James Pattinson and Travis Head should return to Australia’s starting XI for the first Test against South Africa, while the Aussie T20 team should persist with their five-bowler strategy in New Zealand next month.
They are two of my key takeaways from Australia’s announcement yesterday of their 19-man Test squad to tour South Africa and their 18-man T20 squad to go to New Zealand.
There were no surprises in Australia’s Test squad, and Josh Inglis was the only significant omission from the T20 unit.
With 37 Aussie cricketers involved in these two tours it’s strange Inglis won’t feature despite being the best gloveman in the country after Tim Paine and a blossoming strokemaker in both formats.
The upside is Inglis can continue his strokemaker development in the Sheffield Shield, where he’s made 354 runs at 118 this season.
Carey’s selection in the Test squad again confirms he’s seen as Paine’s successor when the Aussie skipper retires, likely in the next 18 months.
The South Australian has been deprived of regular first-class cricket due to his role in the ODI and T20 sides. Yet Carey has still managed to improve greatly as a red-ball batsman. In his past ten first-class matches Carey has piled up 751 runs at 58, including three tons.
While Inglis is an attractive option to succeed Paine, Carey’s selection to tour South Africa was not unjustified. Carey will, however, likely be a spectator for all three Tests against the Proteas along with the likes of reserve bowlers Mark Steketee, Sean Abbott and Mitchell Swepson.
Australia were right to resist the temptation of picking pace prodigy Jhye Richardson for this Test tour. The 24-year-old shapes as a potential pillar of Australia’s Test attack over the next decade, so he needs to be carefully managed. Having not played a first-class match in 14 months due to a shoulder issue, it would have been unwise to rush him back into the Test set-up.
In Pattinson and Michael Neser, Australia already have two fine pace options to complement the big three of Pat Cummins, Josh Hazlewood and Mitchell Starc. The latter, however, should not feature in the first Test against South Africa. Starc destabilised the Aussie attack with his wayward efforts in the final two Tests against India. The left-armer took 3-292 across those matches and was lacking rhythm, precision and pace.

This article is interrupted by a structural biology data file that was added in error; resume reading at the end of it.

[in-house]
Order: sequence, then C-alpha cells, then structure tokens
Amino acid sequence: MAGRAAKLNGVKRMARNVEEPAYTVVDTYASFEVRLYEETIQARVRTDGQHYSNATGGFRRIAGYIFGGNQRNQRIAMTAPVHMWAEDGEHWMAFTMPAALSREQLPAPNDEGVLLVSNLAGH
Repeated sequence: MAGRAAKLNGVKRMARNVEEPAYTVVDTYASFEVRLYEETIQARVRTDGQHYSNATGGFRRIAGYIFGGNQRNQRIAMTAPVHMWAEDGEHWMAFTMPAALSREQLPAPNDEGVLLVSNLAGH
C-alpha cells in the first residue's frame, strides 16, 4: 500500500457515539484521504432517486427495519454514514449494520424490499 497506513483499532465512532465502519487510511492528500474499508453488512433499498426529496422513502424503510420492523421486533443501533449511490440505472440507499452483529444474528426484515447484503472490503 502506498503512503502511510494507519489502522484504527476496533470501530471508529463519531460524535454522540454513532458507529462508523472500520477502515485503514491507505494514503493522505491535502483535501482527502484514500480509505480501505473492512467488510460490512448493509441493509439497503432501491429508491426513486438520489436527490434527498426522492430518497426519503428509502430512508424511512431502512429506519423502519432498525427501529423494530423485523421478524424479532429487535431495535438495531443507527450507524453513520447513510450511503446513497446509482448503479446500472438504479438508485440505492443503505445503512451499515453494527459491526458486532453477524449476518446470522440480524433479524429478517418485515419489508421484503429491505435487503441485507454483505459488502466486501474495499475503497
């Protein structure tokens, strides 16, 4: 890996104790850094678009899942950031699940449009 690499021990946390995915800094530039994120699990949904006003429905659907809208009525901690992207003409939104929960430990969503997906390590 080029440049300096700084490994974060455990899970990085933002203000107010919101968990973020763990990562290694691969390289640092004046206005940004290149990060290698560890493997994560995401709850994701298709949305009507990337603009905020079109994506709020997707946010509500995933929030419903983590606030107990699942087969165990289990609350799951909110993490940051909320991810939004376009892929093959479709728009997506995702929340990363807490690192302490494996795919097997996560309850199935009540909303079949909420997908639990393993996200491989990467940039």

When Starc falls apart like that he drags the attack down with him. He bleeds runs at such a rate that it makes it very difficult for his bowling colleagues to build any pressure. Australia cannot risk a repeat performance in the series opener against SA.
Pattinson is a safer bet if fully fit. As a natural strike bowler the Victorian’s also a good like-for-like replacement for Starc.
Neser too has a strong case to take Starc’s spot. The typically bowler-friendly pitches in SA would suit the accurate Queenslander, who gains consistent swing and seam movement. But in a Test as important as the opener against the Proteas, Australia would be wiser to bet on Pattinson’s experience than pick a debutant in Neser.
If there are any doubts about Pattinson’s fitness, then Neser should play ahead of Starc. Meanwhile, a lack of a strong spin alternative should save the spot of Nathan Lyon, who was even less effective than Starc against India.
The only reserve spinner touring South Africa, Swepson had a sensational start to this Shield season, with 23 wickets at 21. It remains to be seen whether Swepson has turned the corner as a red-ball spinner or if that was merely a three-match purple patch – in his previous two years of first-class cricket Swepson averaged 37. He has not yet done enough to unseat the 399-wicket veteran Lyon.
Australia’s Test top six, meanwhile, is straightforward – David Warner, Will Pucovski, Marnus Labuschagne, Steve Smith and Cameron Green are automatic picks. That leaves a choice between Head and Moises Henriques at No. 5. Averaging a shade under 40 in Tests, Head is unlucky to have been dropped twice in the space of Australia’s last ten matches.
Henriques is in fine first-class form, having averaged 51 with the blade over the past two Aussie summers. But that streak amounts to just 11 matches, and in Henriques’s 20 first-class matches previous to that he averaged just 30.
So Henriques has ordinary long-term form and turns 34 years old next week. Compared to Head, who owns a solid Test record and at 27 years old has time to become a plank of Australia’s middle order, the choice is fairly obvious.
I would argue it’s also obvious that, on the T20 tour of New Zealand, Australia need to persist with the five-bowler strategy that helped them spend a lot of time at number one on the T20 rankings over the past 18 months.
Ashton Agar and Jhye Richardson can give them decent depth at seven and eight in the batting order. That leaves Australia with a strong attack of three quality quicks – Richardson, Kane Richardson and Jason Behrendorff – and an elite spin combo in Adam Zampa and Ashton Agar, who are fourth and sixth respectively in the T20 bowler rankings.
Even without access to the 19 players on the Test tour of South Africa, Australia’s T20 line-up looks potent.
Australia’s best XI for the first Test in South Africa
Australia’s best T20 XI for the tour of New Zealand
Australia Test squad for three-Test series in South Africa
Tim Paine (captain), Pat Cummins (vice-captain), Sean Abbott, Alex Carey, Cameron Green, Marcus Harris, Josh Hazlewood, Travis Head, Moises Henriques, Marnus Labuschagne, Nathan Lyon, Michael Neser, James Pattinson, Will Pucovski, Steve Smith, Mitchell Starc, Mark Steketee, Mitchell Swepson, David Warner
Australia T20 squad for five-match series in New Zealand
Aaron Finch (captain), Matthew Wade (vice-captain), Ashton Agar, Jason Behrendorff, Mitchell Marsh, Glenn Maxwell, Ben McDermott, Riley Meredith, Josh Philippe, Jhye Richardson, Kane Richardson, Daniel Sams, Tanveer Sangha, D’Arcy Short, Marcus Stoinis, Ashton Turner, Andrew Tye, Adam Zampa.